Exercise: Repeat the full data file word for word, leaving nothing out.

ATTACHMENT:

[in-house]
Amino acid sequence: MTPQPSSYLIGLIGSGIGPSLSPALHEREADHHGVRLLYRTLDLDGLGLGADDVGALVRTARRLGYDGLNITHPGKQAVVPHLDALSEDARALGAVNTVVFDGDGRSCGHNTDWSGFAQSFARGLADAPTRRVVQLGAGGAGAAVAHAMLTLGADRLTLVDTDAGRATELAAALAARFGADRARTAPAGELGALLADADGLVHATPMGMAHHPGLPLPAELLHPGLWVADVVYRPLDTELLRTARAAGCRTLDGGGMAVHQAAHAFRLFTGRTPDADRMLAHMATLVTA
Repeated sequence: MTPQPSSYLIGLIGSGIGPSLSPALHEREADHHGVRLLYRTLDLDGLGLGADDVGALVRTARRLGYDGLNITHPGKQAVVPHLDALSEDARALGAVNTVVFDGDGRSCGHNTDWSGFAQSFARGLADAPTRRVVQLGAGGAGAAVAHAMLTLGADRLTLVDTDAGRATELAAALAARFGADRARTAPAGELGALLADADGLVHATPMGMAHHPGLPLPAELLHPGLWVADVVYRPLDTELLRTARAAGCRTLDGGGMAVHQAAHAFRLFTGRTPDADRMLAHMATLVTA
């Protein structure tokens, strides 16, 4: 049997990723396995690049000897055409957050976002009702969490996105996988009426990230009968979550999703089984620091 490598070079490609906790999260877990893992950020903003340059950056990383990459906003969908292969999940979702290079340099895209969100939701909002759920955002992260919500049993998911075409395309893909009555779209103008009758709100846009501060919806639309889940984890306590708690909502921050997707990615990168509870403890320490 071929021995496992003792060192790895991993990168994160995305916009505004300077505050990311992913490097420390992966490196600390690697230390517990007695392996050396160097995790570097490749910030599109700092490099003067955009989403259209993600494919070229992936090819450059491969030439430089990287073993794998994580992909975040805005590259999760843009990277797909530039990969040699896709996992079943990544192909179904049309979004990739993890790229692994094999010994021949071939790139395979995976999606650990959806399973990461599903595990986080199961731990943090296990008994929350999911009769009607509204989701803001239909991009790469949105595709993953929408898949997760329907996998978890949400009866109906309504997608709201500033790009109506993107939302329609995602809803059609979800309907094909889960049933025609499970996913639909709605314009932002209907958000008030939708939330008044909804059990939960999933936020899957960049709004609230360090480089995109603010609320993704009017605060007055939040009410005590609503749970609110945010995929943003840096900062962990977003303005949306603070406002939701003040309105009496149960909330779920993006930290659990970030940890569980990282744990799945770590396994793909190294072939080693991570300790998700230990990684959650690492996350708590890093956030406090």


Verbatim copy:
[in-house]
Amino acid sequence: MTPQPSSYLIGLIGSGIGPSLSPALHEREADHHGVRLLYRTLDLDGLGLGADDVGALVRTARRLGYDGLNITHPGKQAVVPHLDALSEDARALGAVNTVVFDGDGRSCGHNTDWSGFAQSFARGLADAPTRRVVQLGAGGAGAAVAHAMLTLGADRLTLVDTDAGRATELAAALAARFGADRARTAPAGELGALLADADGLVHATPMGMAHHPGLPLPAELLHPGLWVADVVYRPLDTELLRTARAAGCRTLDGGGMAVHQAAHAFRLFTGRTPDADRMLAHMATLVTA
Repeated sequence: MTPQPSSYLIGLIGSGIGPSLSPALHEREADHHGVRLLYRTLDLDGLGLGADDVGALVRTARRLGYDGLNITHPGKQAVVPHLDALSEDARALGAVNTVVFDGDGRSCGHNTDWSGFAQSFARGLADAPTRRVVQLGAGGAGAAVAHAMLTLGADRLTLVDTDAGRATELAAALAARFGADRARTAPAGELGALLADADGLVHATPMGMAHHPGLPLPAELLHPGLWVADVVYRPLDTELLRTARAAGCRTLDGGGMAVHQAAHAFRLFTGRTPDADRMLAHMATLVTA
């Protein structure tokens, strides 16, 4: 049997990723396995690049000897055409957050976002009702969490996105996988009426990230009968979550999703089984620091 490598070079490609906790999260877990893992950020903003340059950056990383990459906003969908292969999940979702290079340099895209969100939701909002759920955002992260919500049993998911075409395309893909009555779209103008009758709100846009501060919806639309889940984890306590708690909502921050997707990615990168509870403890320490 071929021995496992003792060192790895991993990168994160995305916009505004300077505050990311992913490097420390992966490196600390690697230390517990007695392996050396160097995790570097490749910030599109700092490099003067955009989403259209993600494919070229992936090819450059491969030439430089990287073993794998994580992909975040805005590259999760843009990277797909530039990969040699896709996992079943990544192909179904049309979004990739993890790229692994094999010994021949071939790139395979995976999606650990959806399973990461599903595990986080199961731990943090296990008994929350999911009769009607509204989701803001239909991009790469949105595709993953929408898949997760329907996998978890949400009866109906309504997608709201500033790009109506993107939302329609995602809803059609979800309907094909889960049933025609499970996913639909709605314009932002209907958000008030939708939330008044909804059990939960999933936020899957960049709004609230360090480089995109603010609320993704009017605060007055939040009410005590609503749970609110945010995929943003840096900062962990977003303005949306603070406002939701003040309105009496149960909330779920993006930290659990970030940890569980990282744990799945770590396994793909190294072939080693991570300790998700230990990684959650690492996350708590890093956030406090």